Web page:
How do you solve a problem like money?
Most days, what’s in the Globe and Mail doesn’t matter very much. There might be a nice piece by Simon Houpt, the New York correspondent, or a witty column by Peggy Wente, but let’s face it: the Globe is a shadow of its former self. The paper breaks little news, has too few investigative features, and doesn’t always include the late ball scores.
But today’s interview by Gord Pitts with RBC’s chief financial officer Janice Fukakusa was particularly revealing. “When we had the first signs of credit crunch a year ago, we were all thinking, ‘This is temporary.’ So we were not putting in a lot of the reporting structure and management information systems that we needed for a sustained view. Every time something came up, we were recreating the wheel,” said Fukakusa.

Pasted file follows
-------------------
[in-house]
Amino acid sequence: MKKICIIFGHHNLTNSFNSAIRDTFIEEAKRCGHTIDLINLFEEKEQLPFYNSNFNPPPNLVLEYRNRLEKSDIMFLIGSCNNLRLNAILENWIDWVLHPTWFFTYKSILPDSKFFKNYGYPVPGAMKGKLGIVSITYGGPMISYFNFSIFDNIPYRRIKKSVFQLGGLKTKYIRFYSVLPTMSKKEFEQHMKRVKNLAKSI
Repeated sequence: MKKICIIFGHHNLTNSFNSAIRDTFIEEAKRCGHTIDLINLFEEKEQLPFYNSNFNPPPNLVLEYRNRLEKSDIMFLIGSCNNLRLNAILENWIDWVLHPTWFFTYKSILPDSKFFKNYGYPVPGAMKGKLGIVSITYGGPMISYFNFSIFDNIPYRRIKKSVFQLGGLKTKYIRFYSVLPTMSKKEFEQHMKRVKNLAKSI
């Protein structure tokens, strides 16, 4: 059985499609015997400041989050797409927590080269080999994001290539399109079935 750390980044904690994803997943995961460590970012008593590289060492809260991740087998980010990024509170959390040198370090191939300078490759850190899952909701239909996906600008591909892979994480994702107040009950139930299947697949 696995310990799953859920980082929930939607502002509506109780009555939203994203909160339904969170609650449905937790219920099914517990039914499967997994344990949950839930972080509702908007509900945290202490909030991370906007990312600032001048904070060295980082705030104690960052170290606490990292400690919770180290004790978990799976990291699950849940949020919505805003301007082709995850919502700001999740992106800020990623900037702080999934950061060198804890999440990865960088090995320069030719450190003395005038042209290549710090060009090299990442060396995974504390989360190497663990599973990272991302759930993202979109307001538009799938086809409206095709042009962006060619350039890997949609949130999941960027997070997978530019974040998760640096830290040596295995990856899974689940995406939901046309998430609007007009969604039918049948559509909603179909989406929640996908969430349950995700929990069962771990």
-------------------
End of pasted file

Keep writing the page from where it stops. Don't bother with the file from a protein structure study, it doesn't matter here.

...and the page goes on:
Rather than sound like the largest bank in Canada, one with an institutional memory – or even an innate conservatism that might stop a bank from sailing off the edge of the world – RBC seemed to be mimicking one of those Alberta-based startups that goes blooey every once in a while.
If that weren’t enough to arouse my ire, how about this? When asked, “Is there a club of major bank CFOs?” Fukakusa replied, “We sit down and have dinner once a quarter. It’s not about competitive stuff, of course, it’s more about: ‘How are you doing this? Why did you hire 10 of my people?'”
And that’s not competitive stuff?
It’s one thing for the bank CEOs to assemble under the auspices of the governor of the Bank of Canada, but there’s no earthly reason for the Big Five Bank CFOs to gather over Dover sole. In the U.S., regulators are digging so deep they are reviewing rumours spread by emails in order to settle roiling markets. In Canada, banks apparently can do whatever they want with impunity, including be unprepared for disaster, so long as the rolls come warm with little pats of butter.